Before Mrs. Hitz banned me from her son Edward, I would go to Edward’s house on snow days and bang on his front door. Mrs. Hitz would come to the door and stare out at the snow and then at me, "Can Edward come sledding with me?" Anita walked up from her house down the road to join us and we would fill buckets with water, carry them through the gap in the stone wall, across the wide snowy field with the yellow wheat grass poking up here and there and then, like a small army, we would steel ourselves up to the top of the hill, where we would carefully dump the buckets of water down a path that we had carved with sticks. The water took the soft top off the snow and froze perfectly and dangerously smooth. And as it hardened, we'd make our way back down the hill, making rules as we went...“Only walk on this side of the track!” “No sleds today! Only gliders!” When we reached the bottom of the great hill, we built snow jumps, one to hit at the very base of the hill and then another a few yards from that. Maximum speed, maximum height, maximum danger. We piled snow high after the second jump, a soft landing spot, foooof!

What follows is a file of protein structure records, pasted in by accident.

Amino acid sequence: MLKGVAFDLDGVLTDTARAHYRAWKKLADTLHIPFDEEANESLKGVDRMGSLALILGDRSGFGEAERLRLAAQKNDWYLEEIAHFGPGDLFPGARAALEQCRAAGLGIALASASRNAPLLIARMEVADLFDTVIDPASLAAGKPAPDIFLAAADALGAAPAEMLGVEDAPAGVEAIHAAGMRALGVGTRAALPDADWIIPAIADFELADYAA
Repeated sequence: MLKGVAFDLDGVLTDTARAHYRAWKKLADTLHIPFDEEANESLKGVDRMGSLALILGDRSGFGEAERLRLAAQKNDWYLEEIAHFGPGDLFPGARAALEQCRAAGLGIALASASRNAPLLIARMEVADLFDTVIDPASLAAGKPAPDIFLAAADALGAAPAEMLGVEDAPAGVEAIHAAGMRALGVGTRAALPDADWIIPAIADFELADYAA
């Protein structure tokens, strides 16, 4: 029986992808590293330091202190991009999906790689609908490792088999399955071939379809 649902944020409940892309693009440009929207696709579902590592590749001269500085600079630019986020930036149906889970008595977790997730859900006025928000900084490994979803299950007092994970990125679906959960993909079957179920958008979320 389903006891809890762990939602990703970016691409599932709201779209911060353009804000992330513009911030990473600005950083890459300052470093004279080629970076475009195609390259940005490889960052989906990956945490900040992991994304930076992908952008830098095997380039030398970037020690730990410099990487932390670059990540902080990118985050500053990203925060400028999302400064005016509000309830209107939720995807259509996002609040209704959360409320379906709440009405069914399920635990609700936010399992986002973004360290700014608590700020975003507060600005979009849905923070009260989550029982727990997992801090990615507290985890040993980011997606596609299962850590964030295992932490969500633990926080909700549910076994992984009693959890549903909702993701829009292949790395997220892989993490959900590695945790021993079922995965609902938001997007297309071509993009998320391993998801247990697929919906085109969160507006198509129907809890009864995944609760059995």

Edward had the gliders...I had two Flexible Flyers, which had been ruled off the course that day; Anita had a short toboggan, painted the colors of a Mohican canoe in an illustration by N.C. Wyeth. The toboggan was always good for a test run and the three of us fit on it quite snugly. The first run never led to the jumps, the jumps were saved for later, for the gliders. What were the gliders? They were nothing but sheets of some flexible blue plastic polymer with a cheap little handle. Gliders rolled up like sleeping bags and while they didn’t look like much, they went like stink down our icy course.